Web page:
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City Folk

Don’t Call Me Granny

High-stakes poker and the art of Mary Carol Reilly

Photo: Jefferson Jackson Steele, License: N/A

Jefferson Jackson Steele

Mary Carol Reilly is an adult caregiver who thinks nothing of hopping on a Greyhound bus and riding 3,000 miles across the United States to play in a Los Angeles poker tournament. A day trip to bet at the Jersey Shore is like running to the store for milk.

“I don’t get tired until I’m on the way home,” she says. “Sometimes I sleep in the car in the parking lot of a Wawa.”

The 70-year-old former Romper Room teacher loves to travel (she’ll drive anyone cross-country if the price is right), has a genius for making friends out of strangers (and sometimes enemies out of friends) and loves to gamble on cards.

She does OK with Texas Hold’em, but Omaha High-Low—in which the highest hand splits the pot with the lowest—is her game.

Reilly budgets several hundred dollars a month, often more, for the right to compete. Just before New Jersey ordered all casinos closed as Hurricane Sandy approached last month, she won $2,002 at the Borgata Casino in Atlantic City.

When card games come to Maryland casinos, Reilly will spread her wagers around the Old Line State. Until then, the extrovert, who once co-starred in commercials with the Pillsbury Doughboy as well as Jodie Foster, will hit the road for the next tournament.

“If they don’t have poker, I’m not a bit interested in a casino,” says Reilly, who grew up at 4005 Bellvieu Ave. in West Arlington (she snuck into the Pimlico racetrack, not to bet the horses but to pet them) and now lives in Hamilton.

A one-time convent novitiate with the Sisters of St. Cyril and Methodius in Danville, Pa., she is known at Delaware Park as “Sister Mary.” Reilly lets that nickname slide, but there’s another moniker, somewhat frequent, that really strips her lug nuts.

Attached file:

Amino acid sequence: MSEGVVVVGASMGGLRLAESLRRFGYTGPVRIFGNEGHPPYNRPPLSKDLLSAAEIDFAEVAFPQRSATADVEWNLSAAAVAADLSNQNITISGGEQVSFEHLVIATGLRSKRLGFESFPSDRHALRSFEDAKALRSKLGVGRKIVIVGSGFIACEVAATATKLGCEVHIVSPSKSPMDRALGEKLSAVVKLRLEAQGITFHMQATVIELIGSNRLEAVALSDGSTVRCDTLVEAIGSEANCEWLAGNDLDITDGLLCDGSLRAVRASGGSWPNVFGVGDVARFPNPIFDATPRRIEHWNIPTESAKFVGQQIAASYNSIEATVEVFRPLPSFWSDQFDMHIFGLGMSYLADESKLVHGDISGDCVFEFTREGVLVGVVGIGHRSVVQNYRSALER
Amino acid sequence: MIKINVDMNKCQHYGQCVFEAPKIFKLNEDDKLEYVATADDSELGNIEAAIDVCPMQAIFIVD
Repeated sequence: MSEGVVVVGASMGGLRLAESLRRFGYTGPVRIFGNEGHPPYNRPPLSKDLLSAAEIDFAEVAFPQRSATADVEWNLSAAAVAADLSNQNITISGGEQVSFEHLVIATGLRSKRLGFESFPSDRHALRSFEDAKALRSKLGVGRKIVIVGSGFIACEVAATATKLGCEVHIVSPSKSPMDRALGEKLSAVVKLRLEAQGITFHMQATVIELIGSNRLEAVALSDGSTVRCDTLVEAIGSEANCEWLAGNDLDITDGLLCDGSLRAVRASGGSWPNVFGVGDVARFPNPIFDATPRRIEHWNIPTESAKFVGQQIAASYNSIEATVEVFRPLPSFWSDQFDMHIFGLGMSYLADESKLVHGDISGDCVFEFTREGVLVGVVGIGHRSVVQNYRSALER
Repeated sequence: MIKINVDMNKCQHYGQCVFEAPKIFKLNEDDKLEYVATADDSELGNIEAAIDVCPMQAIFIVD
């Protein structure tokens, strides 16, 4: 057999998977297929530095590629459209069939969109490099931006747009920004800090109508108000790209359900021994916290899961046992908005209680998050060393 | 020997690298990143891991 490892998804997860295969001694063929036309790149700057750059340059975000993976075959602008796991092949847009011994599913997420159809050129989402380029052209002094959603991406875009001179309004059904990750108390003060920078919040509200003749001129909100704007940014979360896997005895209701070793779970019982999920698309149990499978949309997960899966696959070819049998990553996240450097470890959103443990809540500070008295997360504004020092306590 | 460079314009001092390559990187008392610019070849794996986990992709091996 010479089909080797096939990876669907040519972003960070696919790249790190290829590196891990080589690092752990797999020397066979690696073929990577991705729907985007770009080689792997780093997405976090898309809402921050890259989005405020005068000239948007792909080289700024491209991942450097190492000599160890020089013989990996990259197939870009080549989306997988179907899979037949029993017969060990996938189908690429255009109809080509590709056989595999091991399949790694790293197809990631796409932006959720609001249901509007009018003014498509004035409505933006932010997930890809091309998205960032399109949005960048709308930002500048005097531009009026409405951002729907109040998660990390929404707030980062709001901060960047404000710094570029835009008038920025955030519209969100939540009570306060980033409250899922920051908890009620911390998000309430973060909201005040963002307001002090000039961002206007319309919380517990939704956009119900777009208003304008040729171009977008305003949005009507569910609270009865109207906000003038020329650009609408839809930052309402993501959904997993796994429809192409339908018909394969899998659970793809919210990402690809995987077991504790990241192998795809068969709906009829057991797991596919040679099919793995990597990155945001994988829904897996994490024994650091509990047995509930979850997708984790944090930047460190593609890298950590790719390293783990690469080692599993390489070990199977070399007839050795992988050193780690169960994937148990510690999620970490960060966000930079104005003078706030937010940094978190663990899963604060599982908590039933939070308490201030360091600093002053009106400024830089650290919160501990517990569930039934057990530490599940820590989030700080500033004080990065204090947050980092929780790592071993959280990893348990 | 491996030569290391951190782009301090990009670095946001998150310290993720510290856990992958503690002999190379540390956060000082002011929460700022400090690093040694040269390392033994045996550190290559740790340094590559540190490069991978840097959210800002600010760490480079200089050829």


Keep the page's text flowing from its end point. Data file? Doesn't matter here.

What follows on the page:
“I was in one game and a guy says, ‘Nice hand, Granny.’ I said, ‘Fuck you,’ and they threw me out of the game.”

It has been a rich life of adventure, spotlights, and sadness, spiced with card games since she learned canasta in the third grade and soon thereafter began admiring the way her mother negotiated a hand of bridge.

Reilly was almost tossed from the Manson trial for disrupting the proceedings with sobs from the gallery, taught English in China, drove a taxi in Hollywood, volunteered in post-Katrina New Orleans, was Chicago’s Romper Room lady in 1967, lost her beloved younger brother Johnny to suicide, and hasn’t had a drink in almost 40 years.

On this side of all of that, she has found comfort in the duality—both thrills and contentment—of poker.

“In one of the big tournaments, I lasted 12 hours and 15 minutes and placed third,” she says, noting that while raking in the pot is best, relief from everyday cares accompanies every game, win or lose.

“For those 12-and-a-half hours, I’m completely focused—fully,” she says. “I might eat half-a-sandwich and that’s it. It’s a thrill not to be worrying about who did what to who back home. I’m not distracted by anything. I’m alive.”

And once she feared she would wind up dead.

It was an illegal, high-stakes game late one night along Eastern Avenue in Greektown. Someone in the game had tipped off a couple of bandits that the stakes were high, and in the middle of a hand, two guys with ski masks and guns broke in.

Everyone was lined up against the wall and told to drop their pants. It was then that Mary Carol was sure she was going to die, because she’d sooner take a bullet than expose herself to a roomful of men (or so she says with the dramatic flair that made her a favorite of commercial producers in the 1970s).

Before the truth was bared, the police came into the room (one of the players had flagged them down out on the street) and took control. Mary Carol admits she was afraid, but the guy standing next to her was shaking like a leaf.

At another game one night, a bunch of cops broke in as though they were going to bust the joint but instead took the money on the table and left. But it’s not cops and robbers that give her trouble. It’s the same, almost naive passion that almost got her kicked out of old Frostburg State College in the early 1960s, for playing “double-deck” pinochle at the expense of her studies.

She’s never been dealt a hand she didn’t fall in love with.

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